Everything you need to know about Wednesday’s general strike
Thousands of workers are expected to take to the streets on Wednesday for a one day strike as the South African Federation of Trade Unions (Saftu) plans to make the country “ungovernable”.
The federation marched to parliament on April 12 and handed over a memorandum of demands but they say that the response did not address their concerns and workers will embark on nationwide action to put pressure on members of parliament to reject several labour bills making their way through parliament.
Saftu, led by dynamic general secretary Zwelinzima Vavi, was formed exactly one year ago.
Fin24 has taken a closer look at their plans for the general strike.
When: Wednesday 25 April 2018
How: Section 77 of the Labour Relations Act (LRA) allows workers to undertake protected strike action to promote their social and economic interests. Saftu’s application to the Section 77 Sub-Committee of the National Economic Development and Labour Council (Nedlac) was unsuccessful but three trade unions affiliated to Saftu; NUPSAW, ICTU and Salipswu made a similar Section 77 application to Nedlac and it was granted.
On Wednesday, all employees, regardless of whether they are Saftu members or non-unionised may join the strike under the ‘no work, no pay principle’.
Who: According to unaudited figures, Saftu has 800 000 members. The largest affiliate is the biggest trade union in SA, the National Union of Metalworkers (Numsa) with approximately 300 000 members, mostly in the manufacturing sector.
“We want everyone to join, in particular appealing to rank and file members [of other unions], many of them will be disgusted that their leaders voted for the [labour law] changes, without a mandate”, Saftu spokesperson Patrick Craven told Fin24.
Where: Saftu is expected to announce the nationwide routes at a press conference on Monday.
3 reasons why Saftu is taking to the streets
Labour law amendments
Parliament is currently considering amendments to the Labour Relations Act‚ the Basic Conditions of Employment Act‚ and the new National Minimum Wage Bill.
“Various amendments to labour laws will make it incredibly difficult to strike, it’s already quite difficult,” Craven said.
He said that the new labour bill making its way through parliament will include more rigorous requirements for pre-strike balloting and that this will be difficult for smaller unions with limited funds.
Craven added that the proposed amendments to the LRA will also allow for the Commission for Conciliation, Mediation and Arbitration (CCMA) to intervene in strikes deemed to be lengthy and/or violent.
2. Minimum wage
Saftu objects to the R20 an hour minimum wage agreement, which was set to be implemented on May 1 but has since been postponed due to lengthy parliamentary processes.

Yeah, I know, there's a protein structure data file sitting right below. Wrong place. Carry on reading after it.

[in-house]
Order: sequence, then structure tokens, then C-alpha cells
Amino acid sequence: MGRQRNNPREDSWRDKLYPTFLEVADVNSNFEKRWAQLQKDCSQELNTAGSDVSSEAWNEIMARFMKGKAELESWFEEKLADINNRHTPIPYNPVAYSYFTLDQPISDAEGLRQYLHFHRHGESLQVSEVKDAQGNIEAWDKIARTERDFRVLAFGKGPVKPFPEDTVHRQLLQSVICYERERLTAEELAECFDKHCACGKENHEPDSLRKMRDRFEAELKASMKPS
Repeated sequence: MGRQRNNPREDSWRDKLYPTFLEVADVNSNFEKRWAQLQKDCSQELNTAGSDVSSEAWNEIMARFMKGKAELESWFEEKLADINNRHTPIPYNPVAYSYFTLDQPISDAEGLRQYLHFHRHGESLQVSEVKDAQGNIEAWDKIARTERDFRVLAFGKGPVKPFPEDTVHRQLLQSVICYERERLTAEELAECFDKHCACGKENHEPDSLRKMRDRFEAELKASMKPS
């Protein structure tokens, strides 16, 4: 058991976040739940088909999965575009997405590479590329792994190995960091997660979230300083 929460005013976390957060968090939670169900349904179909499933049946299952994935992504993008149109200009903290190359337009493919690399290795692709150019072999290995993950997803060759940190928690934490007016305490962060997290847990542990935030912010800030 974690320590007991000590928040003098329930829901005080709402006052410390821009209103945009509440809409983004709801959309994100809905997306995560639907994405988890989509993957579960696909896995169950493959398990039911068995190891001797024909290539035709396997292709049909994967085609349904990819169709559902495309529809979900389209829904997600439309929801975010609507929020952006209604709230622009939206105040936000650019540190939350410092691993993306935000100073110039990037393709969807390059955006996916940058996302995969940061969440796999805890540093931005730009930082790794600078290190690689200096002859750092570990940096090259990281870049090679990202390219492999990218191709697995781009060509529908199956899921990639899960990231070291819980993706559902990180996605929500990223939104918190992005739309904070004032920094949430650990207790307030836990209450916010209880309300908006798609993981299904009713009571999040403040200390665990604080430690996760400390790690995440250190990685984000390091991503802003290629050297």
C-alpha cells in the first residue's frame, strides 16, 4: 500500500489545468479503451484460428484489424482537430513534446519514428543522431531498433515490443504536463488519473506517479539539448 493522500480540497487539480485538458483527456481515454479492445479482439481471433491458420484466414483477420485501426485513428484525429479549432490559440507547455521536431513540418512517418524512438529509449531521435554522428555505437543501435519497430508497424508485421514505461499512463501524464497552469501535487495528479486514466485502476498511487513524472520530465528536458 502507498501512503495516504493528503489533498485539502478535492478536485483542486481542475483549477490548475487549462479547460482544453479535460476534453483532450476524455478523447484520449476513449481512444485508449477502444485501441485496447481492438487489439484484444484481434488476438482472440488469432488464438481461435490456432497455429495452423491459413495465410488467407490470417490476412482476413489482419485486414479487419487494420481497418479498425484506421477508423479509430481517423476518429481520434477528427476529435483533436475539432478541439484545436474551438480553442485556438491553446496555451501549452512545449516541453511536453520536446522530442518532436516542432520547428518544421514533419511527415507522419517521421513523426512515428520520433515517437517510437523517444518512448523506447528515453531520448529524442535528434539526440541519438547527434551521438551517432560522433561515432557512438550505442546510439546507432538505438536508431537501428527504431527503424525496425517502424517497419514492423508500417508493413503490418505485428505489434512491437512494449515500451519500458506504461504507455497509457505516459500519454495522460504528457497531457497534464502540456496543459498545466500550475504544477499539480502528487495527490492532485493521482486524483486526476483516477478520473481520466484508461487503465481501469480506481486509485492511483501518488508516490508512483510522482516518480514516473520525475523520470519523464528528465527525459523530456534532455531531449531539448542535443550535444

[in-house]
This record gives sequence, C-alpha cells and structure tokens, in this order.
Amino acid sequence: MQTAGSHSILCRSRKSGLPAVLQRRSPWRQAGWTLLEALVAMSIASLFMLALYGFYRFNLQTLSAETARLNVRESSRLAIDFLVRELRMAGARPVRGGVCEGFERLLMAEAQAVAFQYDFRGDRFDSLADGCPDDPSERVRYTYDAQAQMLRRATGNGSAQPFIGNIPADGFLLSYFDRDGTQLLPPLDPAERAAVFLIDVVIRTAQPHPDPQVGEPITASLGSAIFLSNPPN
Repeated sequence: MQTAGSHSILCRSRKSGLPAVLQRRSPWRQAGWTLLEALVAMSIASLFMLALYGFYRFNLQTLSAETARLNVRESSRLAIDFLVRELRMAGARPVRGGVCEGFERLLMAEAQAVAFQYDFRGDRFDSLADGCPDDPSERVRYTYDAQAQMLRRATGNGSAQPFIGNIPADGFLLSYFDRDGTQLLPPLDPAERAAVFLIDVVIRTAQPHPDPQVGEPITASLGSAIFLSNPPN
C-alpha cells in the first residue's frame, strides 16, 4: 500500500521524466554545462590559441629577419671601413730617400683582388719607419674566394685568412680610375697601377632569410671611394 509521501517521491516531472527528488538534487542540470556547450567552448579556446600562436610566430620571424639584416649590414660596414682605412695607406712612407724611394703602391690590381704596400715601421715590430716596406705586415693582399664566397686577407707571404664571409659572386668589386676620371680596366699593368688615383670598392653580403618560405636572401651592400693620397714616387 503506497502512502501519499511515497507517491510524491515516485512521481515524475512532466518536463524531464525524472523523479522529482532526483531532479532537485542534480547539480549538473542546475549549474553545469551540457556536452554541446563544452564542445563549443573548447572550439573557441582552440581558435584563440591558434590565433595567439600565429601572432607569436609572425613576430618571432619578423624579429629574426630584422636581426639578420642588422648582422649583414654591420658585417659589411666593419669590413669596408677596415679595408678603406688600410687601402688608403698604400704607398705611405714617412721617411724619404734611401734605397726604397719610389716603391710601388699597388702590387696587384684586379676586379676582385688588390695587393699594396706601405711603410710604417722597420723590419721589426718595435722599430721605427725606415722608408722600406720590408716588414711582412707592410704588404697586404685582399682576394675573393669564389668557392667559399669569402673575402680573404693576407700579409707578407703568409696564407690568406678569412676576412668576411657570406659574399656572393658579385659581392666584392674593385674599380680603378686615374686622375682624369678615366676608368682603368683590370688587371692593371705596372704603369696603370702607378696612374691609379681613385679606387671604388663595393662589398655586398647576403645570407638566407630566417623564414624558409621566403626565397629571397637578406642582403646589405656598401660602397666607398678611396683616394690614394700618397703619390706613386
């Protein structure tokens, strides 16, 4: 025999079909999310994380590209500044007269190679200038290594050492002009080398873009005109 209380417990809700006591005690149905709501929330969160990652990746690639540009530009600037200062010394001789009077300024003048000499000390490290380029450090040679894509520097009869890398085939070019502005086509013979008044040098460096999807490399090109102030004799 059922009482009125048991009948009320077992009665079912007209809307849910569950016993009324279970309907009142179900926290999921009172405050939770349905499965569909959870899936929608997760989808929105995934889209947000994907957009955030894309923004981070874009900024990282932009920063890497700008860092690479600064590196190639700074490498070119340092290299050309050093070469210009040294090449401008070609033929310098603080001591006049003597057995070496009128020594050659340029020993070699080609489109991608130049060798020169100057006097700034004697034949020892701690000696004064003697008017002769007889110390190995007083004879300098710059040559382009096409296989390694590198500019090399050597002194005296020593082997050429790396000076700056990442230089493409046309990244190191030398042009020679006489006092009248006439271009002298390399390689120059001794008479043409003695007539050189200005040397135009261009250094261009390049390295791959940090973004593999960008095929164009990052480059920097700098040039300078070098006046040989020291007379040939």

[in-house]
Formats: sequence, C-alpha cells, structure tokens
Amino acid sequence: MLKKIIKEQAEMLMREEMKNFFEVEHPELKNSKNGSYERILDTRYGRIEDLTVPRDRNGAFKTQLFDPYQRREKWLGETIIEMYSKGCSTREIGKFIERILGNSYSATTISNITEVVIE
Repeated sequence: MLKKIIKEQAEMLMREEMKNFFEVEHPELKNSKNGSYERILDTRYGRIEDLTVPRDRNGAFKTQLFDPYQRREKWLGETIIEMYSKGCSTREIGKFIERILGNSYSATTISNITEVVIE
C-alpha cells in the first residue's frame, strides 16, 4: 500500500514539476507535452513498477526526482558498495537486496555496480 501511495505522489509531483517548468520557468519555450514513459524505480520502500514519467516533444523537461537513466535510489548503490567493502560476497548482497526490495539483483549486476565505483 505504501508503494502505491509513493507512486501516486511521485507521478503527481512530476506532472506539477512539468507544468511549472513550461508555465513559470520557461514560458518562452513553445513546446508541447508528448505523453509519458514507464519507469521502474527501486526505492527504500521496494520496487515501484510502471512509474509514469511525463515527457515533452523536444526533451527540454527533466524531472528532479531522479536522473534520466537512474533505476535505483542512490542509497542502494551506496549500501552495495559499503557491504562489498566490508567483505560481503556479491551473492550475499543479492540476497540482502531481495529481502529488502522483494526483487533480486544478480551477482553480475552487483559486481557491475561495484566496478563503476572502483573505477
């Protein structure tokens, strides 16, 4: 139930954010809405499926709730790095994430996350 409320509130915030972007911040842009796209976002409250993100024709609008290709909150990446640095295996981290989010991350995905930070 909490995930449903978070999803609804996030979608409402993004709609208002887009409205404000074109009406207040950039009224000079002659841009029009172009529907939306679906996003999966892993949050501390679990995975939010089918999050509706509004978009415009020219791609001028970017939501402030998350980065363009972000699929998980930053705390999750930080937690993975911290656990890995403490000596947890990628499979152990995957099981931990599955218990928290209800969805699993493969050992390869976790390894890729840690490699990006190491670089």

“We want a living wage, we haven’t set a specific figure [but] we were very impressed with Marikana Lonmin workers who wanted R12 500. R20 is an insult to their memory,” Craven said.
The Parliamentary portfolio committee on labour said on Friday it will refer the National Minimum Wage Bill back to the labour department to be redrafted so that it includes public input received by the committee.
3. Nedlac membership
Craven said that the nationwide marches on Wednesday “are linked to the campaign to be recognised by Nedlac”.
Saftu remains in the cold, outside of Nedlac, the forum which negotiated the minimum wage and the labour law amendments between the three other union federations, government, business and the community sector.
Requirements for Nedlac membership include audited membership figures and financial statements.
Saftu maintains it does not have these yet as the federation was only formed a year ago and the admissions procedures at Nedlac are too onerous.
Who will not be part of the general strike?
Cosatu - the Congress of South African Trade Unions spokesperson Sizwe Pamla said that while they agree with Saftu that the R20 per hour minimum wage is inadequate, it’s a starting point to improve workers’ lives and the figure is what the “South African economy could give us”.
Pamla added that the amendments to the LRA do not represent a dramatic change to the labour landscape as they were already provided for in the legislation, they just weren’t enforced.
At loggerheads since the formation of Saftu in April 2017, Pamla said that they have good working relations with the two other federations at Nedlac, Fedusa and Nactu and need to work with Saftu in the future.
Nactu - the National Council of Trade Unions general secretary Narius Moloto said that the federation believed that the minimum wage is “historic” as it will benefit 40% of workers, currently earning below R20 per hour.
With regard to amendments to the labour law, Moloto said they will not make embarking on strike action more difficult; “we don’t really understand what they’re protesting about”.
Fedusa - the Federation of Unions of South Africa general secretary Dennis George said that the organisation won’t be joining the strike as the minimum wage was negotiated with government. He added that 4.5 million workers will be covered by the R20 per hour salary and this will be “a huge benefit to the country”. — Fin 24